Wooding, Chris. Poison. Sept. 2005. 288p. Scholastic/Orchard, $16.99 (0-439-75570-0).
Gr. 6-9. Although Wooding's second stand-alone youth fantasy has its share of violent deaths and other terrifying episodes, the title refers not to a deadly toxin but to its eponymous violet-eyed heroine. Quick-witted, fierce, and fed up with living in a community where residents view misfortune as inevitable, Poison fights back when her baby sister is spirited away by "phaeries." She faces obstacles both physical and mental. In one pivotal scene, she meets her own creator, an all-powerful storyteller whose revelations prompt ruminations about self-determination and the nature of reality. Some readers won't appreciate the shift from familiar quest-story action to quiet, more metaphysical upheavals, and Poison doesn't emerge triumphant in the way that many will expect. Still, Wooding's serpentine plotting and lush, imaginative writing have something to offer to both the more mature audience of The Haunting of Alaizabel Cray (a 2004 Booklist Top Ten Fantasy for Youth) as well as slightly younger genre fans. Try this particularly on readers who enjoyed Angie Sage's Magyk (2005). -Jennifer Mattson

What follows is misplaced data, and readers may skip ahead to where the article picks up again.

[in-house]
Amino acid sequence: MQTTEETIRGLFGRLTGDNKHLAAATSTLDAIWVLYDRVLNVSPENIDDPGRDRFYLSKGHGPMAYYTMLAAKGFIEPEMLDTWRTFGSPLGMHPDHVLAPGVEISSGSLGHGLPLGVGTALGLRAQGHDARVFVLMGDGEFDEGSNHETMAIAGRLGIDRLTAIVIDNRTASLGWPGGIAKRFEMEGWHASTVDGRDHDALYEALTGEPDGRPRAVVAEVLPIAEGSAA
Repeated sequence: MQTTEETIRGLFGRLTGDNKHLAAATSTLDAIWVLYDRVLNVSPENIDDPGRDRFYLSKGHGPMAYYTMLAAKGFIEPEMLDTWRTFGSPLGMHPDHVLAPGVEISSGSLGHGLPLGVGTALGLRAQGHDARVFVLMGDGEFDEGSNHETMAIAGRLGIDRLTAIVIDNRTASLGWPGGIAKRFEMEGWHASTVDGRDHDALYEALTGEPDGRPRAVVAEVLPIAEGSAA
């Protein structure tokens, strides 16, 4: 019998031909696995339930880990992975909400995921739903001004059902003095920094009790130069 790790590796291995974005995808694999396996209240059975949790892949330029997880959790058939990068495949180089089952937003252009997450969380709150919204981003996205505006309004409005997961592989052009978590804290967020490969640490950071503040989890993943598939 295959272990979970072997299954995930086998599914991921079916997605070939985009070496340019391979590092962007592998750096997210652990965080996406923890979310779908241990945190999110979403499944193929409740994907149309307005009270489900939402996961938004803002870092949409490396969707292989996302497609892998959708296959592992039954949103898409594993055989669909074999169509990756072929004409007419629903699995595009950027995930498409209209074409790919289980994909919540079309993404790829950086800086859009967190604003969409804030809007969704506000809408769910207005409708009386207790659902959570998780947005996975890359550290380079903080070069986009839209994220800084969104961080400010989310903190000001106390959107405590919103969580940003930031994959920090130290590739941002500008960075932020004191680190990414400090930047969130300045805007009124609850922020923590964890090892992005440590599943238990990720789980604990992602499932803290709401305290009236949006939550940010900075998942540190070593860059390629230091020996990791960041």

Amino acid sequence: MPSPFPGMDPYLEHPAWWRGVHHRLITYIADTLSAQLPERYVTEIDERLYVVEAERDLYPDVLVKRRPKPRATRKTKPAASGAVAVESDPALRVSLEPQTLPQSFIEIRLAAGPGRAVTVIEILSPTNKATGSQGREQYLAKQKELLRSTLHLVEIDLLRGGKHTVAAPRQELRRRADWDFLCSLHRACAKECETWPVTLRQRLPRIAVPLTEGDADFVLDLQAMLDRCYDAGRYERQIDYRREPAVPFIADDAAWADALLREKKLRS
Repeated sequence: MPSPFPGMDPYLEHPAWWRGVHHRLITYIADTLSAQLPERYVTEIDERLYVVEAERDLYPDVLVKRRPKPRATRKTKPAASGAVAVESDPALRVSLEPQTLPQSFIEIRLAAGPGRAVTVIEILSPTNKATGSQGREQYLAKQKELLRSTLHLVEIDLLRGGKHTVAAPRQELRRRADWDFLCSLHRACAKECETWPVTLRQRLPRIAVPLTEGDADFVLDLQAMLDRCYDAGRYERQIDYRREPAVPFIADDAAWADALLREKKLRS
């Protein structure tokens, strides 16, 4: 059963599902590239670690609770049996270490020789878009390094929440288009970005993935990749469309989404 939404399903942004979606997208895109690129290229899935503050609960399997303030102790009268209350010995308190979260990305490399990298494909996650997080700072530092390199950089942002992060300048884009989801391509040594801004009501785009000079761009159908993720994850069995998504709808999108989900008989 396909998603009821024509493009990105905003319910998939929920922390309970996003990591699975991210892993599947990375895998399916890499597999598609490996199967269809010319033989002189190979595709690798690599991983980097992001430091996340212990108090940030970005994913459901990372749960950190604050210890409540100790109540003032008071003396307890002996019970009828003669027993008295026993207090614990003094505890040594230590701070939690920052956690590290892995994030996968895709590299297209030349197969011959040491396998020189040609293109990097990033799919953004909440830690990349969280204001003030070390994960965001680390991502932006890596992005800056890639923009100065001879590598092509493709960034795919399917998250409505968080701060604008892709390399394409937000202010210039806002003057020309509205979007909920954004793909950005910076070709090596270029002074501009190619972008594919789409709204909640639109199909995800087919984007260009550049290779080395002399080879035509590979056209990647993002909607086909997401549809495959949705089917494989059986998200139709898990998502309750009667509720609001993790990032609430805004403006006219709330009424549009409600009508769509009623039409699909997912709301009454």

Chris Wooding Poison
273 pp. Orchard/Scholastic 9/05 ISBN 0-439-75570-0 $16.99 g
(Middle School, High School)
Wooding's first novel, The Haunting of Alaizabel Cray (rev. 11/04), was electrifying and deeply atmospheric; his second is even more so. When the self-named Poison's little sister is stolen by a ghoulish monster called the Scarecrow, she sets out to confront the Phaerie Lord to demand her sister's return. On her way she encounters the dangerous rotting man, Lamprey; the terrifying and cannibalistic Bone Witch, who guards the entrance to the fairy realm; and other antagonists including the malevolent part-spider, part-woman Lady Asinastra and the devious Scriddle. Such charismatic and well-imagined foes might have upstaged a lesser hero, bshow more